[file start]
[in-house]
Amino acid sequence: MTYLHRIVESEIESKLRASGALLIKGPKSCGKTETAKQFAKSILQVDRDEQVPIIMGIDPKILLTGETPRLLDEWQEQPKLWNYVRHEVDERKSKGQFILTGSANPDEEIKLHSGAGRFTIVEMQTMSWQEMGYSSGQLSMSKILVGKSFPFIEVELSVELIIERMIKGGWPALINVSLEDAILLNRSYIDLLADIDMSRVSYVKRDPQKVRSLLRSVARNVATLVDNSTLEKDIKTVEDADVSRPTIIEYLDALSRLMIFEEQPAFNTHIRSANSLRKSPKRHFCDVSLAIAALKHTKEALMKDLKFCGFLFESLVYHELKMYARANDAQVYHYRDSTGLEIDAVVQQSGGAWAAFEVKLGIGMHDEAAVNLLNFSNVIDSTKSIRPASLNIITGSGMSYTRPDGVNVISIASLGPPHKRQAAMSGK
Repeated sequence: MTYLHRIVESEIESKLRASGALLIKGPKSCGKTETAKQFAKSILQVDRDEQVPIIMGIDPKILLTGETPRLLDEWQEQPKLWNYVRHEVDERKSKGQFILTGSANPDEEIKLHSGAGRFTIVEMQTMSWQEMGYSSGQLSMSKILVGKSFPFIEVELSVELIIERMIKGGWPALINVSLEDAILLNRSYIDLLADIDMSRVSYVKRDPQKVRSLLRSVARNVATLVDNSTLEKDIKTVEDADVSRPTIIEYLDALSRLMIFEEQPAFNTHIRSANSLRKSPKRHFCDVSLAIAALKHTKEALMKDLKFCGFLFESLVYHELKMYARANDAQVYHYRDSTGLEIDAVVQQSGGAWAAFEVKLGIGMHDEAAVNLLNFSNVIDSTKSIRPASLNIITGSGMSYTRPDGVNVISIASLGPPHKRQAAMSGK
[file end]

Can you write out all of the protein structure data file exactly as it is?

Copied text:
[in-house]
Amino acid sequence: MTYLHRIVESEIESKLRASGALLIKGPKSCGKTETAKQFAKSILQVDRDEQVPIIMGIDPKILLTGETPRLLDEWQEQPKLWNYVRHEVDERKSKGQFILTGSANPDEEIKLHSGAGRFTIVEMQTMSWQEMGYSSGQLSMSKILVGKSFPFIEVELSVELIIERMIKGGWPALINVSLEDAILLNRSYIDLLADIDMSRVSYVKRDPQKVRSLLRSVARNVATLVDNSTLEKDIKTVEDADVSRPTIIEYLDALSRLMIFEEQPAFNTHIRSANSLRKSPKRHFCDVSLAIAALKHTKEALMKDLKFCGFLFESLVYHELKMYARANDAQVYHYRDSTGLEIDAVVQQSGGAWAAFEVKLGIGMHDEAAVNLLNFSNVIDSTKSIRPASLNIITGSGMSYTRPDGVNVISIASLGPPHKRQAAMSGK
Repeated sequence: MTYLHRIVESEIESKLRASGALLIKGPKSCGKTETAKQFAKSILQVDRDEQVPIIMGIDPKILLTGETPRLLDEWQEQPKLWNYVRHEVDERKSKGQFILTGSANPDEEIKLHSGAGRFTIVEMQTMSWQEMGYSSGQLSMSKILVGKSFPFIEVELSVELIIERMIKGGWPALINVSLEDAILLNRSYIDLLADIDMSRVSYVKRDPQKVRSLLRSVARNVATLVDNSTLEKDIKTVEDADVSRPTIIEYLDALSRLMIFEEQPAFNTHIRSANSLRKSPKRHFCDVSLAIAALKHTKEALMKDLKFCGFLFESLVYHELKMYARANDAQVYHYRDSTGLEIDAVVQQSGGAWAAFEVKLGIGMHDEAAVNLLNFSNVIDSTKSIRPASLNIITGSGMSYTRPDGVNVISIASLGPPHKRQAAMSGK